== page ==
Abbreviations obfuscate meaning, and create a separation between those who know what it means, and those who don’t. It’s fine to use them colloquially, but for professional correspondence like a work email signature, or affiliation on a manuscript, it looks like crap, and won’t matter to anyone outside the abbreviated institution or country.I totally agree. Abbreviations are thrown around from time to time, but really, if you're going to put out something permanent that people will refer back to, be it an email, a published paper, a conference presentation, you should spell everything out. At very least once in the document.
How many times have you read a paper and found an undefined acronym? Commonly used methods, like RACE or PCR1, are especially vulnerable to the assumption that the reader knows what they are. RACE, for instance, is an acronym with several meanings: "Rapid Amplification of cDNA Ends"; "Row-based ASCII Compatible Encoding"; "Return on Average Common Equity", and many more.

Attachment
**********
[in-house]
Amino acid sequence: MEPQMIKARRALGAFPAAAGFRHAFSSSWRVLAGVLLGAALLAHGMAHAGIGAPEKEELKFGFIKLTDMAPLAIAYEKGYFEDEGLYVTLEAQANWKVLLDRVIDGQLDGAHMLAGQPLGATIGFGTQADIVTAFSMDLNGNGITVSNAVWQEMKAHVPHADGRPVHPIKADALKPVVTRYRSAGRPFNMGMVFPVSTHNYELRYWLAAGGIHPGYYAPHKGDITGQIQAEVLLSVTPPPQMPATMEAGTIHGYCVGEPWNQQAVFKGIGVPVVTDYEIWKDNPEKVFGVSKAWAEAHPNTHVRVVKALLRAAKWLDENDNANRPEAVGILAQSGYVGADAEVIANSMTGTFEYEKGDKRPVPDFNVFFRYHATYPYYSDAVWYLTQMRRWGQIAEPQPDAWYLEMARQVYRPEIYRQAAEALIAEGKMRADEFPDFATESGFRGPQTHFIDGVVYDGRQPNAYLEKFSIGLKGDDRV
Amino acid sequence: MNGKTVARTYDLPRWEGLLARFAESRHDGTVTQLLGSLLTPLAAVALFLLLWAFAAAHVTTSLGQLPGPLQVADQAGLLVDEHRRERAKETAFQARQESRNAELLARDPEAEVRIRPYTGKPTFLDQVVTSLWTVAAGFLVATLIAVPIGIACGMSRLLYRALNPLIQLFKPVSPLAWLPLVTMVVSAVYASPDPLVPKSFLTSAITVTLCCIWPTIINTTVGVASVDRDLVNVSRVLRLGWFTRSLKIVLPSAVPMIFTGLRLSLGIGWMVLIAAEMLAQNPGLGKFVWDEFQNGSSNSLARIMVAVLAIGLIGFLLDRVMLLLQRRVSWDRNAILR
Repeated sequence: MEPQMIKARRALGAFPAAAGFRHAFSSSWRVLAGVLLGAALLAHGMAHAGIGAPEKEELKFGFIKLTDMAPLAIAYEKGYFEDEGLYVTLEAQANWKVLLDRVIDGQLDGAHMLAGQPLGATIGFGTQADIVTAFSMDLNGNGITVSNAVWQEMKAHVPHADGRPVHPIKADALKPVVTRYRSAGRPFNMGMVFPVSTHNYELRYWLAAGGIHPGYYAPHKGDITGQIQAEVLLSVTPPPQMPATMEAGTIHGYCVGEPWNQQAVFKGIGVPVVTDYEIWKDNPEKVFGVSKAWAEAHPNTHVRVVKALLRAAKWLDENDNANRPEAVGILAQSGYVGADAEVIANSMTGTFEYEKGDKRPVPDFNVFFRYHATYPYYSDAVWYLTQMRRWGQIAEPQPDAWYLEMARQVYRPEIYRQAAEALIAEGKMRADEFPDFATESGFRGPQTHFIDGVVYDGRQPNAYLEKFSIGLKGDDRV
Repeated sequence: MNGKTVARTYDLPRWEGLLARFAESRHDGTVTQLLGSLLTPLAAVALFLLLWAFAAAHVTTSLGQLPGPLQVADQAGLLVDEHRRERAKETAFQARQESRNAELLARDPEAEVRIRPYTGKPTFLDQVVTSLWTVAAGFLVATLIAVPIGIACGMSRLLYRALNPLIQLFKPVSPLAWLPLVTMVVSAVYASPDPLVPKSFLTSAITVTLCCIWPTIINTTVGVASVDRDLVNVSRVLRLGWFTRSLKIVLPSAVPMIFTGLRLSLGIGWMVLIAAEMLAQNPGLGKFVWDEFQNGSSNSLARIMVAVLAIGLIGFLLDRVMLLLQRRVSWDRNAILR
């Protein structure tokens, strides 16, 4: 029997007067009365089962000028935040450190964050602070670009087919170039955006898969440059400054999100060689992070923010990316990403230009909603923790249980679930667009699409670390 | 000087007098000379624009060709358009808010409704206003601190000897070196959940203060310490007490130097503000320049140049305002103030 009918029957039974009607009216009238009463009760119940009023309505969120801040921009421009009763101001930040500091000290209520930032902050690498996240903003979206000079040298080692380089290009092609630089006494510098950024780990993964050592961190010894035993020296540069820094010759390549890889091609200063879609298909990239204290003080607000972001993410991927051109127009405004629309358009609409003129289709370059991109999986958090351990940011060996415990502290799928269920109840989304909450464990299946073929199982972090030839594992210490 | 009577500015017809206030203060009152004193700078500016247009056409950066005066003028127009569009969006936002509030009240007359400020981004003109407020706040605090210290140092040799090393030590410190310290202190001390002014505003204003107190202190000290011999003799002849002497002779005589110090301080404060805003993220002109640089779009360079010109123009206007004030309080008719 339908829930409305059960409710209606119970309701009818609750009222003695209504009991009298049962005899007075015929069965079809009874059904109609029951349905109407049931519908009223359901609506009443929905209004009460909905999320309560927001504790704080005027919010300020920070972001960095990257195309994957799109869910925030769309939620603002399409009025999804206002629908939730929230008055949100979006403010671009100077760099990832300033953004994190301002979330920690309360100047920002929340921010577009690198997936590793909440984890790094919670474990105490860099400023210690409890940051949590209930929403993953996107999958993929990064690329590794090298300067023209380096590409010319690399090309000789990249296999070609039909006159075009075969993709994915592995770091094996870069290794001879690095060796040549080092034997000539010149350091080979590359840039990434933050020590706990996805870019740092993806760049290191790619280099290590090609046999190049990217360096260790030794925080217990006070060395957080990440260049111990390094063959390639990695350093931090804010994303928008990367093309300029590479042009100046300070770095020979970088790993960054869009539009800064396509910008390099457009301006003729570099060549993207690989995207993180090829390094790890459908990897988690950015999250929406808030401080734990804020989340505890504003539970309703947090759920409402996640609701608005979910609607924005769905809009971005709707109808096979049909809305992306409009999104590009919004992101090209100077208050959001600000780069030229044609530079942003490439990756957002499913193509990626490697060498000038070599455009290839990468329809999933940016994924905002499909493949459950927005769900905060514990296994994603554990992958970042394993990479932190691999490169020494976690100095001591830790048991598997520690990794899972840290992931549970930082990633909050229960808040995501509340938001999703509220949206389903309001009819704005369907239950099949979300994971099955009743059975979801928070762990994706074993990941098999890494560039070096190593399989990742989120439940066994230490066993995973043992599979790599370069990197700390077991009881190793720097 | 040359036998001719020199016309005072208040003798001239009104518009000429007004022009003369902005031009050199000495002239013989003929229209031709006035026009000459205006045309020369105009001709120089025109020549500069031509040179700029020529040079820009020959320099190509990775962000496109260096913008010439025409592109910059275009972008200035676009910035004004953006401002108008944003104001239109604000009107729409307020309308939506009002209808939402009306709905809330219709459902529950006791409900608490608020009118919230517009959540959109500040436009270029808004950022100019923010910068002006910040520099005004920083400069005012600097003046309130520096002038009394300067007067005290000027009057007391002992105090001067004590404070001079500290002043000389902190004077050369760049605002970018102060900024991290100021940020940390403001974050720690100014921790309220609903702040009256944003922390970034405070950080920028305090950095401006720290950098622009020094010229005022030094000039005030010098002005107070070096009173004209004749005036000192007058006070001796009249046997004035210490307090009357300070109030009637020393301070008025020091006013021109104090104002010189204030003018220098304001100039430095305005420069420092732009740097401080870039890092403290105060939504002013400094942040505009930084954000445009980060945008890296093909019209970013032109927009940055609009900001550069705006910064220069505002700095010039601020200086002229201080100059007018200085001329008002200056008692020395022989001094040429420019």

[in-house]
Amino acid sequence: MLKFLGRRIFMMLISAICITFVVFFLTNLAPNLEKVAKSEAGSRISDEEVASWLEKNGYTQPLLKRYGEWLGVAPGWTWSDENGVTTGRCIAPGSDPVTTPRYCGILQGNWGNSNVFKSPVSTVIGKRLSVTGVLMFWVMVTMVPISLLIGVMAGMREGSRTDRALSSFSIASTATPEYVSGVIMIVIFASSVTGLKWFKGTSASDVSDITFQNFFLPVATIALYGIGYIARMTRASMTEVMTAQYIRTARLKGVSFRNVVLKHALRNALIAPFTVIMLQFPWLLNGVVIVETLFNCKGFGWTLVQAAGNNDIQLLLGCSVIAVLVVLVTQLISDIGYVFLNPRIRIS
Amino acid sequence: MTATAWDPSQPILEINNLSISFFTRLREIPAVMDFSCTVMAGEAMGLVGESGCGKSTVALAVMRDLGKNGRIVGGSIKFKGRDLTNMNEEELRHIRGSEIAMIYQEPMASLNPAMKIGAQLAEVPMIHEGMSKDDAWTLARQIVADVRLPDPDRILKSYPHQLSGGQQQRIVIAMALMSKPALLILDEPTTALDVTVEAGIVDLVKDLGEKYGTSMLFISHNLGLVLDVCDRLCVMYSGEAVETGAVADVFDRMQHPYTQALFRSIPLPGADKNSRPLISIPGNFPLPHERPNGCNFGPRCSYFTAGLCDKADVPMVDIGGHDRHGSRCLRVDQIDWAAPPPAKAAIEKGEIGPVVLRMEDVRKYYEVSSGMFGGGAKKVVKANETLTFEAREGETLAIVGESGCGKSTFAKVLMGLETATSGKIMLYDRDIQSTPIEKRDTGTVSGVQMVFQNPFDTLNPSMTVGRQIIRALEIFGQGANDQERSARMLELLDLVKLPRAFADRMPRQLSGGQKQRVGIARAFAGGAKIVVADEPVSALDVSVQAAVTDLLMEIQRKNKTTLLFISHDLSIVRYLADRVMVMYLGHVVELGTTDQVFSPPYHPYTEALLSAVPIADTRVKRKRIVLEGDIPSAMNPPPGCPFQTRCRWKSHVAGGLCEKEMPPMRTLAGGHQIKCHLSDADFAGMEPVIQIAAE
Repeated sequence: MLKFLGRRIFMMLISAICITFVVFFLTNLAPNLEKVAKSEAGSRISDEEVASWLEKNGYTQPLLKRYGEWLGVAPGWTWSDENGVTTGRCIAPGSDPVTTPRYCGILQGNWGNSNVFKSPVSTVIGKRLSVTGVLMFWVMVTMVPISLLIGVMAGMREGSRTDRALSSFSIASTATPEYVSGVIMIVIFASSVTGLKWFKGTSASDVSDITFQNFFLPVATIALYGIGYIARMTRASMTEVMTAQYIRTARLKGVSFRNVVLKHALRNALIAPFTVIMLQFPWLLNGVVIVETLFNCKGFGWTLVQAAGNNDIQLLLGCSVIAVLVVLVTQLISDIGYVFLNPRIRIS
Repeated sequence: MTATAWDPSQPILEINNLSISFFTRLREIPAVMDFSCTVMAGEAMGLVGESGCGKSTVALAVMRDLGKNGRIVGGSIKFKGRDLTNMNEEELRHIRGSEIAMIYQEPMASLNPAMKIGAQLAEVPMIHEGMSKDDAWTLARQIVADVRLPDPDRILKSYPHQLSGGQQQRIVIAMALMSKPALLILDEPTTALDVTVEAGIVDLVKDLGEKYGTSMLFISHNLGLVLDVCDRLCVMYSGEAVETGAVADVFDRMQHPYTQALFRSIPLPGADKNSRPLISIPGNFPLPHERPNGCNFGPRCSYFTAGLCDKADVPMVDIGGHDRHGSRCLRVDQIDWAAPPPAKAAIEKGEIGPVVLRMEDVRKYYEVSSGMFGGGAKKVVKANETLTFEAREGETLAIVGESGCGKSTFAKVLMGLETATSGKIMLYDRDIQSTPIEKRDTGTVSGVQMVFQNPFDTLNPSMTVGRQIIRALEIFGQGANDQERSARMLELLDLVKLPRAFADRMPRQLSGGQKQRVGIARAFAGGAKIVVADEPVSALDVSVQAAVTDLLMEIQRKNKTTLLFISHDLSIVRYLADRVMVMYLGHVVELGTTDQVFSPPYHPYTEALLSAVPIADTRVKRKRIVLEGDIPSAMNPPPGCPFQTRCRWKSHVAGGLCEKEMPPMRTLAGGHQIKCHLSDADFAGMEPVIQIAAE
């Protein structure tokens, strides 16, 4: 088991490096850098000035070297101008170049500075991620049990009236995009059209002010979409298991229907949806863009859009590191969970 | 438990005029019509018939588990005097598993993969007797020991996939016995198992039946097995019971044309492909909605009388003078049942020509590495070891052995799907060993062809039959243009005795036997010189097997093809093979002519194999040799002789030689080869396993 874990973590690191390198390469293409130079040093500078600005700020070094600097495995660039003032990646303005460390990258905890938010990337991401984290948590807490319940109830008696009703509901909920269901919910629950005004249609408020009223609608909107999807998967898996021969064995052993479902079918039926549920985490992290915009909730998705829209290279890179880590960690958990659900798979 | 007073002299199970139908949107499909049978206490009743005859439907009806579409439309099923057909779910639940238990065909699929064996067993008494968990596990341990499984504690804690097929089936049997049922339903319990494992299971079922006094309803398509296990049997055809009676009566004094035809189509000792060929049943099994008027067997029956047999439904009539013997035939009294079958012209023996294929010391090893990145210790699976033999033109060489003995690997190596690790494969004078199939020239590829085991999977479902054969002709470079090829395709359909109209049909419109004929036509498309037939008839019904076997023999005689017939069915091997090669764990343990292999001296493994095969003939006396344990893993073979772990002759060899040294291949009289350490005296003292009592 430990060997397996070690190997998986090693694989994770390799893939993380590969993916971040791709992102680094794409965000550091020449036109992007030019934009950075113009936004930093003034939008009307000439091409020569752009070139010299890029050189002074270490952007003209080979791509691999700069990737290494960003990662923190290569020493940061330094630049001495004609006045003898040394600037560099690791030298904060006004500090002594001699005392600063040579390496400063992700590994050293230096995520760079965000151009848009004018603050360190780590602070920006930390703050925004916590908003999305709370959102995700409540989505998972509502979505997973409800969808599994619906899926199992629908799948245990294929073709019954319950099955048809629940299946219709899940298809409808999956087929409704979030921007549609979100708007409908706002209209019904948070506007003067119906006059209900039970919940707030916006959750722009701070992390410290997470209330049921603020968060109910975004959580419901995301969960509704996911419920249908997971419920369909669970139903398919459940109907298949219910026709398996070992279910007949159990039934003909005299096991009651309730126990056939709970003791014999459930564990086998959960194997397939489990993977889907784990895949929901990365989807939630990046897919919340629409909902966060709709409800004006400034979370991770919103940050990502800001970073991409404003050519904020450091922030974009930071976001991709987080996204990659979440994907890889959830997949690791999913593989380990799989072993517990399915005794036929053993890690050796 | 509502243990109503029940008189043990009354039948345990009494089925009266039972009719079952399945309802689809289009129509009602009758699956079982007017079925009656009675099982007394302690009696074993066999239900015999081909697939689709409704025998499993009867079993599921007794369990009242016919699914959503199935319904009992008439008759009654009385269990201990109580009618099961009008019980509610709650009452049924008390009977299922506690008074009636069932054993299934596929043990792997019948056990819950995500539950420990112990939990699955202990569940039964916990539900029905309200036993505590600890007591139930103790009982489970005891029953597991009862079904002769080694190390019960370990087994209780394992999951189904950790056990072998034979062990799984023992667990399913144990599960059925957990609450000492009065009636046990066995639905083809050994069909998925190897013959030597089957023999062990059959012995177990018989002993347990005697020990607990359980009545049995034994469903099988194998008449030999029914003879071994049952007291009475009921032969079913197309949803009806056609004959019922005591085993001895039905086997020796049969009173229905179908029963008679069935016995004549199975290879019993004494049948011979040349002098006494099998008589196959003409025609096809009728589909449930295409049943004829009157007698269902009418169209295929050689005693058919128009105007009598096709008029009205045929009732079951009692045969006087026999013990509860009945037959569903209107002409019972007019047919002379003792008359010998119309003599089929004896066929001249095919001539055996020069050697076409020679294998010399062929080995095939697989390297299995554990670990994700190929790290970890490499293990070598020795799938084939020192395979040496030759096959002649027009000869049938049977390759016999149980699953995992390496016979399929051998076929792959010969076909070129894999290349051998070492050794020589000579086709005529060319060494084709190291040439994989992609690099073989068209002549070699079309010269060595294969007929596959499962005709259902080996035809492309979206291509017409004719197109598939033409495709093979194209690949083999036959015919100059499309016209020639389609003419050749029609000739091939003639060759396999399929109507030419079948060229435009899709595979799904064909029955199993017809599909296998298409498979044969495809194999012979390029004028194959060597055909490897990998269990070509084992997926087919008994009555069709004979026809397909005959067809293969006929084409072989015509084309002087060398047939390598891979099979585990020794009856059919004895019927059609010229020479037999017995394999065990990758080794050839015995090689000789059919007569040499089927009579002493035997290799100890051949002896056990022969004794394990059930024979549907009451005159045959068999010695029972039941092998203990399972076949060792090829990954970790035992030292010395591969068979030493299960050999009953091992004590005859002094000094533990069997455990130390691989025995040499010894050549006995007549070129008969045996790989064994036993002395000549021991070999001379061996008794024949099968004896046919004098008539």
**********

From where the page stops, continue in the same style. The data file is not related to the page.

But acronyms (backronyms?) get even funnier when their force fit to projects:
And, for goodness sake, please avoid trying to make an existing lab/project/grant title into an acronym by selectively choosing letters to spell out a single word. Nothing cries out “lame” so much as the Laboratory for Massive Experiments (LaME). You get the idea.I won't promise that I'll never make up an acronym that, but if I do, I'll try to keep it relevant. When naming a scientific study with an acronym, remember to Create Relevant Abbreviations for Science Studies.
In the end, don't assume your reader knows what you're talking about. You never know who will be reading what you put out there, so help them understand what you've written.
1PCR, for anyone that didn't know, stands for Polymerase Chain Reaction.